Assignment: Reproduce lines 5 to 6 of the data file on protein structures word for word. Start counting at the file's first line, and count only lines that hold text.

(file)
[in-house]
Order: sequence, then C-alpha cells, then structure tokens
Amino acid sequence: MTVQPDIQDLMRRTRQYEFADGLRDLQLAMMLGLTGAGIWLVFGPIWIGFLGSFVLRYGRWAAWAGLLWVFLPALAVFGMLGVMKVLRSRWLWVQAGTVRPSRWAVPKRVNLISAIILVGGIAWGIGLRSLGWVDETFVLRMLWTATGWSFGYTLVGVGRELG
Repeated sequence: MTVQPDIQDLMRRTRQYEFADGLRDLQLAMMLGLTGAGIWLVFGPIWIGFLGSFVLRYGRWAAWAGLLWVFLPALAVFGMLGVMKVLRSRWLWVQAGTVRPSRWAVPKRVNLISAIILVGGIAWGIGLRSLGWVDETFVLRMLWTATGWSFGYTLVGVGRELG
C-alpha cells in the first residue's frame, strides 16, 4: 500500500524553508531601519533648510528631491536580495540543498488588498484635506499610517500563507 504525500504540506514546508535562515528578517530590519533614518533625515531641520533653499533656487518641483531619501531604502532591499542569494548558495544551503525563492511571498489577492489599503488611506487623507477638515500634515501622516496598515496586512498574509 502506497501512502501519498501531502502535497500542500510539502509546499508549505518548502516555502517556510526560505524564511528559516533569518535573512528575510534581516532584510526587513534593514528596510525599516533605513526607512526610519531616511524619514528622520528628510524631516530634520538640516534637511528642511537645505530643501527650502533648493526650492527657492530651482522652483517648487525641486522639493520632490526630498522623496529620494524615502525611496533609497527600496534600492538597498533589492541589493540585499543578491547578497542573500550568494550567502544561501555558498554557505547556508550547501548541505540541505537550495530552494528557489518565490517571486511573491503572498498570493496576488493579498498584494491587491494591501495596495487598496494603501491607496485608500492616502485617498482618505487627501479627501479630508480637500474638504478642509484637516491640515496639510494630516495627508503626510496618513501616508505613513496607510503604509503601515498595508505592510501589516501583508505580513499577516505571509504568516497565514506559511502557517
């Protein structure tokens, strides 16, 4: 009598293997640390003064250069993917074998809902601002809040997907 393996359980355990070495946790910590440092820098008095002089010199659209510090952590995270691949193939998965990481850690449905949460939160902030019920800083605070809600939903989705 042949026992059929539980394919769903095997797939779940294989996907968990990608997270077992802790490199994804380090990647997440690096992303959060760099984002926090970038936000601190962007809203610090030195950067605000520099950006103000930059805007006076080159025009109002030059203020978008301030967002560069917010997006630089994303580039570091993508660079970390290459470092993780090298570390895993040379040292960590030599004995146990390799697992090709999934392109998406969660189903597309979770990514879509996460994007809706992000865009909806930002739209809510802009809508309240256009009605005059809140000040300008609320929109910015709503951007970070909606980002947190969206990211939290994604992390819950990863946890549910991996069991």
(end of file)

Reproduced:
C-alpha cells in the first residue's frame, strides 16, 4: 500500500524553508531601519533648510528631491536580495540543498488588498484635506499610517500563507 504525500504540506514546508535562515528578517530590519533614518533625515531641520533653499533656487518641483531619501531604502532591499542569494548558495544551503525563492511571498489577492489599503488611506487623507477638515500634515501622516496598515496586512498574509 502506497501512502501519498501531502502535497500542500510539502509546499508549505518548502516555502517556510526560505524564511528559516533569518535573512528575510534581516532584510526587513534593514528596510525599516533605513526607512526610519531616511524619514528622520528628510524631516530634520538640516534637511528642511537645505530643501527650502533648493526650492527657492530651482522652483517648487525641486522639493520632490526630498522623496529620494524615502525611496533609497527600496534600492538597498533589492541589493540585499543578491547578497542573500550568494550567502544561501555558498554557505547556508550547501548541505540541505537550495530552494528557489518565490517571486511573491503572498498570493496576488493579498498584494491587491494591501495596495487598496494603501491607496485608500492616502485617498482618505487627501479627501479630508480637500474638504478642509484637516491640515496639510494630516495627508503626510496618513501616508505613513496607510503604509503601515498595508505592510501589516501583508505580513499577516505571509504568516497565514506559511502557517
């Protein structure tokens, strides 16, 4: 009598293997640390003064250069993917074998809902601002809040997907 393996359980355990070495946790910590440092820098008095002089010199659209510090952590995270691949193939998965990481850690449905949460939160902030019920800083605070809600939903989705 042949026992059929539980394919769903095997797939779940294989996907968990990608997270077992802790490199994804380090990647997440690096992303959060760099984002926090970038936000601190962007809203610090030195950067605000520099950006103000930059805007006076080159025009109002030059203020978008301030967002560069917010997006630089994303580039570091993508660079970390290459470092993780090298570390895993040379040292960590030599004995146990390799697992090709999934392109998406969660189903597309979770990514879509996460994007809706992000865009909806930002739209809510802009809508309240256009009605005059809140000040300008609320929109910015709503951007970070909606980002947190969206990211939290994604992390819950990863946890549910991996069991």